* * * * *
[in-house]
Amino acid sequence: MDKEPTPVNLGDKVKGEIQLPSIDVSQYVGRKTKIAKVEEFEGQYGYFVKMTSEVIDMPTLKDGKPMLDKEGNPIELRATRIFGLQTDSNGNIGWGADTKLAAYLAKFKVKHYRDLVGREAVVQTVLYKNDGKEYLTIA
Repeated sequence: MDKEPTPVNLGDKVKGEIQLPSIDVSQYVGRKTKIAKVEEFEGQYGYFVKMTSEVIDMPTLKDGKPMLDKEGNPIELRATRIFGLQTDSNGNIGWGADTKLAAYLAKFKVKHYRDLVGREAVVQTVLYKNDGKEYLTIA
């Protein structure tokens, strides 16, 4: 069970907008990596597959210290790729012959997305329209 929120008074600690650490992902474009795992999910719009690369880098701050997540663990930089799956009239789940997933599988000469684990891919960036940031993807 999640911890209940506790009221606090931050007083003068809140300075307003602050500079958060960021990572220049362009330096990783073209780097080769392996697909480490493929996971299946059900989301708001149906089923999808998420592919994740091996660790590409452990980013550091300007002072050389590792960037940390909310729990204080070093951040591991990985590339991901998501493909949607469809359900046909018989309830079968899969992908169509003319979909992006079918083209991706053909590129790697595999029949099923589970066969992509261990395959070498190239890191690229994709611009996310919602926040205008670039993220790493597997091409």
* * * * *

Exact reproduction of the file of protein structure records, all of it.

[in-house]
Amino acid sequence: MDKEPTPVNLGDKVKGEIQLPSIDVSQYVGRKTKIAKVEEFEGQYGYFVKMTSEVIDMPTLKDGKPMLDKEGNPIELRATRIFGLQTDSNGNIGWGADTKLAAYLAKFKVKHYRDLVGREAVVQTVLYKNDGKEYLTIA
Repeated sequence: MDKEPTPVNLGDKVKGEIQLPSIDVSQYVGRKTKIAKVEEFEGQYGYFVKMTSEVIDMPTLKDGKPMLDKEGNPIELRATRIFGLQTDSNGNIGWGADTKLAAYLAKFKVKHYRDLVGREAVVQTVLYKNDGKEYLTIA
């Protein structure tokens, strides 16, 4: 069970907008990596597959210290790729012959997305329209 929120008074600690650490992902474009795992999910719009690369880098701050997540663990930089799956009239789940997933599988000469684990891919960036940031993807 999640911890209940506790009221606090931050007083003068809140300075307003602050500079958060960021990572220049362009330096990783073209780097080769392996697909480490493929996971299946059900989301708001149906089923999808998420592919994740091996660790590409452990980013550091300007002072050389590792960037940390909310729990204080070093951040591991990985590339991901998501493909949607469809359900046909018989309830079968899969992908169509003319979909992006079918083209991706053909590129790697595999029949099923589970066969992509261990395959070498190239890191690229994709611009996310919602926040205008670039993220790493597997091409």